- Didn’t do the work, didn’t raise the money: Even though he was running against a great fundraiser in Todd Young, he never put in the kind of effort Young did, and this was born out in the results. Young blew the doors off financially, and in the final days, Stutzman barely had the money for media.
- Didn’t actually run as a conservative: This is possibly the most head scratching move Stutzman made: rather than choosing to define himself as an outsider conservative who was going to go to DC and fight the establishment, he instead chose to define himself as a farmer. There’s absolutely nothing wrong with being a farmer, (they’re the backbone of this country) and certainly not in Indiana, but in a Republican primary, in an outsider year when conservatives are so angry at Washington, DC, the decision not to define the campaign by getting to Young’s right and staying there is perplexing.
- Conspired with Democrats and tried to get Young kicked off the ballot: In February, when Young had his troubles with ballot access, the Indiana Democratic Party filed a lawsuit and pulled every trick they knew in order to keep Young off the ballot. It was already happening, and Young was already going to make it or not based on what the Democrats were doing. Marlin Stutzman did not need to get involved, but he just couldn’t help himself Stutzman filed a separate lawsuit challenging Young’s candidacy. This move completely backfired. Young won in the end and made the ballot, but something larger had also happened: Stutzman looked like a craven, cynical manipulator who was out for himself; someone who was even willing to conspire with Democrats to get what he wanted. He looked like he was willing to say or do anything to win. This was a totally self-inflicted wound that never healed and set up a narrative that would define the campaign.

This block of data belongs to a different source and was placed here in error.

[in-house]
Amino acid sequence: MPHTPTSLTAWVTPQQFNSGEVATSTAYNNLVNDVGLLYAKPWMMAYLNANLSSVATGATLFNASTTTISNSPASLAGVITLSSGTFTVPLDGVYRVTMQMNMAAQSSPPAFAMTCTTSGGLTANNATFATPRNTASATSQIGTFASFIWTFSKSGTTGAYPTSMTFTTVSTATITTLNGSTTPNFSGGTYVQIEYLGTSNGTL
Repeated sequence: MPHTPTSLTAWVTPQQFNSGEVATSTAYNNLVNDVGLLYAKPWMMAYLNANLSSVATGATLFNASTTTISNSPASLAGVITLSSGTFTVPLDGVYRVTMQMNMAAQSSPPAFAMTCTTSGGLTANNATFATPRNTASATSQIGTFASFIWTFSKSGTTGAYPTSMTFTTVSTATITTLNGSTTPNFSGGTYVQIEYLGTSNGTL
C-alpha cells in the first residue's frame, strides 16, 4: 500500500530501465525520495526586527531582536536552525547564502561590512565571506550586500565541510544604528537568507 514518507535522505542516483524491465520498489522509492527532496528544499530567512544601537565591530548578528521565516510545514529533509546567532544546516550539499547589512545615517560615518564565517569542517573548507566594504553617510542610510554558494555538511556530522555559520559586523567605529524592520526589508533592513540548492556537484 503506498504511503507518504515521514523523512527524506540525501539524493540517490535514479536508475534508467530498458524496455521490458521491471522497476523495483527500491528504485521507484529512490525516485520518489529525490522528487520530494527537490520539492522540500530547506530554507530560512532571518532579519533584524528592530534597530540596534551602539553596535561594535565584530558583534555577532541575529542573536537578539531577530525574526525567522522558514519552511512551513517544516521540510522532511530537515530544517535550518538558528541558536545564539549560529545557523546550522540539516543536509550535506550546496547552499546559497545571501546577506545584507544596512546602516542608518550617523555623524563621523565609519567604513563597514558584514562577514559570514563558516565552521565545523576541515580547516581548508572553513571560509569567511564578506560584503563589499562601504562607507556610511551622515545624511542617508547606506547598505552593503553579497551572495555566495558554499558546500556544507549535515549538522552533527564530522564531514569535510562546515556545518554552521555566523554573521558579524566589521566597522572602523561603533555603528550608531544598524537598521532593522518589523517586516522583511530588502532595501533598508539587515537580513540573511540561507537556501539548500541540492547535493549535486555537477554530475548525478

- Handed his opponents the ammo they needed to cement a narrative: Once Young was able to frame Stutzman as simply being out for himself, every other charge was much easier to make stick. “Stutzman claims to be a tax cutter, but had actually voted for the largest tax increase in Indiana history.” “Stutzman claims to oppose farm subsidies, but his own farm was taking subsidies.” “Stutzman told everyone in 2010 when he ran for Senate that he was not going to move his family to DC, but when he got to Congress, he bought a house in DC and moved his family there immediately,” etc. The list goes on….